Quantification of climate change impact on dam failure risk under hydrological scenarios: a case study from a Spanish dam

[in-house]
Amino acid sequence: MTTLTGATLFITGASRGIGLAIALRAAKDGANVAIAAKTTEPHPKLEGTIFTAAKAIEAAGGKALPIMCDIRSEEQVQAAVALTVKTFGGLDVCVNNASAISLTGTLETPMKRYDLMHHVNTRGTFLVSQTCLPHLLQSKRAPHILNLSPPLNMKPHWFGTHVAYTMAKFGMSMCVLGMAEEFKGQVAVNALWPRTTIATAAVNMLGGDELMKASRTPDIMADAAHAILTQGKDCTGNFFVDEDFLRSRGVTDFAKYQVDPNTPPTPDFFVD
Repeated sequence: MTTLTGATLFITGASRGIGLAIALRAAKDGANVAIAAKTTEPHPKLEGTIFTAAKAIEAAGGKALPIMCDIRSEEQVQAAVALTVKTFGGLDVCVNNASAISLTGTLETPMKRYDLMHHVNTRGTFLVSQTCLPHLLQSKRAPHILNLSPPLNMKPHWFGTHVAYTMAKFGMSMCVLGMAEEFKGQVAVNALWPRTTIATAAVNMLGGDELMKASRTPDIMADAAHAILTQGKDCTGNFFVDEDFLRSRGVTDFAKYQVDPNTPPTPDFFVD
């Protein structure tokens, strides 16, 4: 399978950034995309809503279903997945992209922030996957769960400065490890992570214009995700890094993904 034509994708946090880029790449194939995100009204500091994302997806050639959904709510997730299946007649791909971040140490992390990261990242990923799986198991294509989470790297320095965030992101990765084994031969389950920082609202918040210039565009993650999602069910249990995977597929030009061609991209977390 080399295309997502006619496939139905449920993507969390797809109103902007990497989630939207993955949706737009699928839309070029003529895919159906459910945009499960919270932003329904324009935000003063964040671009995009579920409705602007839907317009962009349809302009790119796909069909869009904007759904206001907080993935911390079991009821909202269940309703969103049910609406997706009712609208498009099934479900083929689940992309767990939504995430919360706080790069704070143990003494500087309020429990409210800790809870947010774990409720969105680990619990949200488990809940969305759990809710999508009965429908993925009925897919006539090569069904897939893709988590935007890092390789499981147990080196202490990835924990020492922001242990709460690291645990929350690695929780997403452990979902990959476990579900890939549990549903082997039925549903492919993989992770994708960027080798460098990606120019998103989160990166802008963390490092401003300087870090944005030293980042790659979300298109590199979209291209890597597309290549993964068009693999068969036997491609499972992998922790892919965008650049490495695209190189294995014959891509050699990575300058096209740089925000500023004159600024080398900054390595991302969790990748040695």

Dam safety is increasingly subjected to the influence of climate change. Its impacts must be assessed through the integration of the various effects acting on each aspect, considering their interdependencies, rather than just a simple accumulation of separate impacts. This serves as a dam safety management supporting tool to assess the vulnerability of the dam to climate change and to define adaptation strategies under an evolutive dam failure risk management framework. This article presents a comprehensive quantitative assessment of the impacts of climate change on the safety of a Spanish dam under hydrological scenarios, integrating the various projected effects acting on each component of the risk, from the input hydrology to the consequences of the outflow hydrograph. In particular, the results of 21 regional climate models encompassing three Representative Concentration Pathways (RCP2.6, RCP4.5 and RCP8.5) have been used to calculate the risk evolution of the dam until the end of the 21st century. Results show a progressive deterioration of the dam failure risk, for most of the cases contemplated, especially for the RCP2.6 and RCP4.5 scenarios. Moreover, the individual analysis of each risk component shows that the alteration of the expected inflows has the greater influence on the final risk. The approach followed in this paper can serve as a useful guidebook for dam owners and dam safety practitioners in the analysis of other study cases.